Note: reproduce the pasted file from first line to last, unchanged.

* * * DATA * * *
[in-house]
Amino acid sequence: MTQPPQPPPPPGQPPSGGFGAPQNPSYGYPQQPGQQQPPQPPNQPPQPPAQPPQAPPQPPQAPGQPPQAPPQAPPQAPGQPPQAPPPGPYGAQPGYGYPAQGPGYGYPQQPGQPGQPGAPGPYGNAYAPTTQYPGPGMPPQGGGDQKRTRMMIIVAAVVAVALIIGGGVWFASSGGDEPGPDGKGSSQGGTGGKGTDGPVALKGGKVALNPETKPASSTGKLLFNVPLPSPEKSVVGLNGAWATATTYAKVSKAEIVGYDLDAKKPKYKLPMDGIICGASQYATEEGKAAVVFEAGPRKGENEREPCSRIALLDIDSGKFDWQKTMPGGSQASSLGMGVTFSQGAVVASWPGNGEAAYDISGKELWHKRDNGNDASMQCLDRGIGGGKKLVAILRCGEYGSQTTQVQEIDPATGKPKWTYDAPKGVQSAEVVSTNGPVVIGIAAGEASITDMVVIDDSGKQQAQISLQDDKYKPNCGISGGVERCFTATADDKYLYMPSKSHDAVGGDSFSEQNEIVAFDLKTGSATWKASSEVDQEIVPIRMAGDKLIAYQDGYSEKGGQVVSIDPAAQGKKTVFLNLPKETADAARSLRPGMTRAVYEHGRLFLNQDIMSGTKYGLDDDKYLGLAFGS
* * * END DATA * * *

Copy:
[in-house]
Amino acid sequence: MTQPPQPPPPPGQPPSGGFGAPQNPSYGYPQQPGQQQPPQPPNQPPQPPAQPPQAPPQPPQAPGQPPQAPPQAPPQAPGQPPQAPPPGPYGAQPGYGYPAQGPGYGYPQQPGQPGQPGAPGPYGNAYAPTTQYPGPGMPPQGGGDQKRTRMMIIVAAVVAVALIIGGGVWFASSGGDEPGPDGKGSSQGGTGGKGTDGPVALKGGKVALNPETKPASSTGKLLFNVPLPSPEKSVVGLNGAWATATTYAKVSKAEIVGYDLDAKKPKYKLPMDGIICGASQYATEEGKAAVVFEAGPRKGENEREPCSRIALLDIDSGKFDWQKTMPGGSQASSLGMGVTFSQGAVVASWPGNGEAAYDISGKELWHKRDNGNDASMQCLDRGIGGGKKLVAILRCGEYGSQTTQVQEIDPATGKPKWTYDAPKGVQSAEVVSTNGPVVIGIAAGEASITDMVVIDDSGKQQAQISLQDDKYKPNCGISGGVERCFTATADDKYLYMPSKSHDAVGGDSFSEQNEIVAFDLKTGSATWKASSEVDQEIVPIRMAGDKLIAYQDGYSEKGGQVVSIDPAAQGKKTVFLNLPKETADAARSLRPGMTRAVYEHGRLFLNQDIMSGTKYGLDDDKYLGLAFGS